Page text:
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Wash. governor OKs Colstrip bill, with partial veto


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Wash. governor OKs Colstrip bill, with partial veto

Washington Gov. Jay Inslee has signed, but partially vetoed,a bill to set up a decommissioning fund for the possible retirement of two unitsof the Colstrip coal-fired power plant.

The bill, SB 6248, addresses decommissioning and remediationcosts for Colstrip units 1 and 2, allowing the Washington Utilities and TransportationCommission to authorize Puget EnergyInc. utility Puget SoundEnergy Inc. to put regulatory liabilities into a retirement accountto cover those costs.

In a news release, Inslee said the bill not only provides certaintyto current and future ratepayers about how closure and cleanup costs will be recovered,but also offers certainty to the affected Montana community that the facility cleanupwill be adequately funded.

The governor vetoed section 3 of the bill, which would have restrictedaccess to the funds if the units close before Dec. 31, 2022, subject to certainexceptions.

"This section inappropriately changes the long-standingdefinition of how the commission determines whether utility investments and expensesare prudent," Inslee wrote to lawmakers. "It unnecessarily interfereswith the market and with UTC's role in determining how best to protect the ratepayersof Washington's investor-owned utilities."      

The Colstrip generating station, located in Montana, consistsof four separate coal-fueled generating units. Units 1 and 2, built in the mid-1970s,are jointly owned by Puget Sound Energy and TalenEnergy Corp. Units 3 and 4, built in the mid-1980s, are also owned bymultiple companies. Talen and Puget Sound Energy share ownership of unit 3 withPortland General Electric Co.,Avista Corp. and utilityPacifiCorp. Unit 4 isowned by Puget Sound Energy, Portland General, Avista, PacifiCorp and subsidiary .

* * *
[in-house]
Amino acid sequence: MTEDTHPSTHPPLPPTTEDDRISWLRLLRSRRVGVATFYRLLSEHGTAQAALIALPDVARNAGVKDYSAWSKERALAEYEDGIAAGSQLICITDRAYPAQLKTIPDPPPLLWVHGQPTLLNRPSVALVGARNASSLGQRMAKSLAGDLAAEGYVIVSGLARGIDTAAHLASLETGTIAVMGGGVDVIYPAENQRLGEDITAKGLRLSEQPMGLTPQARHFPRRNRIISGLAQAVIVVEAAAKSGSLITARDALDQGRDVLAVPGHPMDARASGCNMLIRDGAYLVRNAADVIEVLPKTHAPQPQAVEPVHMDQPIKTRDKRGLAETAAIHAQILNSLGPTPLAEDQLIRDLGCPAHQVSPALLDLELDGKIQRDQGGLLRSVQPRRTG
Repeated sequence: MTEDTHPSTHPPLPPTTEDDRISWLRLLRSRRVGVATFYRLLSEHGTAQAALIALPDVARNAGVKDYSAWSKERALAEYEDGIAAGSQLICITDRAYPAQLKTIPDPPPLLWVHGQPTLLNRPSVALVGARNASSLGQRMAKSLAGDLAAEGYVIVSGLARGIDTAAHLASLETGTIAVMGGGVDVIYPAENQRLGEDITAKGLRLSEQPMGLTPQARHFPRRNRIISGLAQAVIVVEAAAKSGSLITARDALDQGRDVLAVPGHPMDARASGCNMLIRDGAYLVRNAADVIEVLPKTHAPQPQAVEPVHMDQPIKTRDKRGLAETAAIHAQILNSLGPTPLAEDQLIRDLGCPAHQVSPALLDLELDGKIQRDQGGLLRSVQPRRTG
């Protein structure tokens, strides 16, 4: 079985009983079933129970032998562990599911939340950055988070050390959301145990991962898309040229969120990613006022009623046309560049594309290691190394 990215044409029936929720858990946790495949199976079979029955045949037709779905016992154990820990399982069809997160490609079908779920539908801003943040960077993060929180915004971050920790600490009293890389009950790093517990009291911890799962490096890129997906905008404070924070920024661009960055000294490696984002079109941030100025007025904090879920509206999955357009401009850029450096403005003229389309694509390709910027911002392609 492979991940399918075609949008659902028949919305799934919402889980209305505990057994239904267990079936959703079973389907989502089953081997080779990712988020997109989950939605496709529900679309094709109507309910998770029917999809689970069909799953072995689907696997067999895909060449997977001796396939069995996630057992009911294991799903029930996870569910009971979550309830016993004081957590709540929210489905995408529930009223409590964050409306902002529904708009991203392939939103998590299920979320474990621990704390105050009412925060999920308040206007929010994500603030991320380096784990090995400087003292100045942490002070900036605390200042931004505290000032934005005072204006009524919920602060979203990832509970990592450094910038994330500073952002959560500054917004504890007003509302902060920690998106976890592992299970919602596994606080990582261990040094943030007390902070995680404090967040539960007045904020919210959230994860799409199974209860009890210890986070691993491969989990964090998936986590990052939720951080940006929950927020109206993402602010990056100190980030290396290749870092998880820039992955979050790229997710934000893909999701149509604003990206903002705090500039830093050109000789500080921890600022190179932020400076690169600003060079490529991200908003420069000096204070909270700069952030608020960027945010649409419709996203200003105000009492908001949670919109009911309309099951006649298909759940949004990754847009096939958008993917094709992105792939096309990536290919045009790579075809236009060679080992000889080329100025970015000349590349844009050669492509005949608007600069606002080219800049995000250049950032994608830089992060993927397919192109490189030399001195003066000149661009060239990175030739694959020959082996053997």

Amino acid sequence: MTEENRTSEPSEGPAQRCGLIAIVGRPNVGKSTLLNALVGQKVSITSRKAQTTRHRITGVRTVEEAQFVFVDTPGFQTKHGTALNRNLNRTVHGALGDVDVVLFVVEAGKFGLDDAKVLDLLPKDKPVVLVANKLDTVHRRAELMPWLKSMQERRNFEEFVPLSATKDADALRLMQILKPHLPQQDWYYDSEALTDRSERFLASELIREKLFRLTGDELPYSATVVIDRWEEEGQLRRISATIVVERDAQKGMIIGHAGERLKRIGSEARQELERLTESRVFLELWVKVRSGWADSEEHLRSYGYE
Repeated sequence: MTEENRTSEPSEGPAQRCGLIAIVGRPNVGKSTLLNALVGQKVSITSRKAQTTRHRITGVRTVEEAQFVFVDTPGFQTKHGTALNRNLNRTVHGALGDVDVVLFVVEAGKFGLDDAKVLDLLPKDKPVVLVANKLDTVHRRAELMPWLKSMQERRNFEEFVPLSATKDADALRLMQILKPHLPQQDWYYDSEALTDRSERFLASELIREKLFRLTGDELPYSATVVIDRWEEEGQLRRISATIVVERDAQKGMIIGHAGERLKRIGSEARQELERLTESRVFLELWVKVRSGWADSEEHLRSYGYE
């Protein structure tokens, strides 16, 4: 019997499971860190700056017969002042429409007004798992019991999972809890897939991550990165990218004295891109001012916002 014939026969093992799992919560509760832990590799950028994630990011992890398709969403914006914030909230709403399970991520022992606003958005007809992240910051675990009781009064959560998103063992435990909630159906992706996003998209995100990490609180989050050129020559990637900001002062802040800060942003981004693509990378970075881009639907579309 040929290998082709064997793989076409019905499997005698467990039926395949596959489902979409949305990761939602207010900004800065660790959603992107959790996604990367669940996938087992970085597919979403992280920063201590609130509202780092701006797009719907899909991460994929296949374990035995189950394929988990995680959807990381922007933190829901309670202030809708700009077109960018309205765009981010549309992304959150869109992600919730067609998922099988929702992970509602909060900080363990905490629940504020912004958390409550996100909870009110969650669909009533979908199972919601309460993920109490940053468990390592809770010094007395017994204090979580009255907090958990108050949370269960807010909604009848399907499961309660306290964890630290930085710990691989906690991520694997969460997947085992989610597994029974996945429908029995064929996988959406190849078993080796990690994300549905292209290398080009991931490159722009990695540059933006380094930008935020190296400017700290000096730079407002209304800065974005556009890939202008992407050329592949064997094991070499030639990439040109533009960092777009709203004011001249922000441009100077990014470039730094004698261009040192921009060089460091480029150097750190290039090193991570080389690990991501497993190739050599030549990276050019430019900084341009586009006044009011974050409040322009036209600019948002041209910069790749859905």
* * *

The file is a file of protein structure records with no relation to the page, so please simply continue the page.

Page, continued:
The bill easilypassed the Legislature and had the support of Puget Sound Energy.

In drumming up support for the bill in March, state Rep. Jeff Morris said the bill wouldkeep money collected for decommissioning and remediation of the units from being"swept" by future utility commission for other purposes like keeping rateslow.

Someelected officials from Montana, however, have taken a different stance on the bill,fearing it will lead to shutdown of the units.

Uponhearing of Inslee's plans to sign the bill, U.S. Sen. Steve Daines, R-Mont., saidapproval of the bill "paves the way for the eventual closure of two units ofColstrip putting Montanans out of jobs and raising energy costs for families."

U.S.Rep. Ryan Zinke, R-Mont., said Inslee's action will "single-handedly be responsiblefor middle-class families losing their jobs."

MontanaGov. Steve Bullock had asked Inslee to veto the bill.

Insleesaid he spoke with Bullock about the bill, telling the Montana governor that itis needed to protect Washington ratepayers. Inslee also said no decision has beenmade about when the Colstrip units might close.

"Thecommission must conduct a proceeding and develop a thorough record, before theycan approve any closure decision," Inslee said. "At the request of PugetSound Energy and others, the commission has postponed the start of those proceedingsuntil next year."

Insleesaid he encouraged Montana's participation in UTC proceedings involving closureof the units.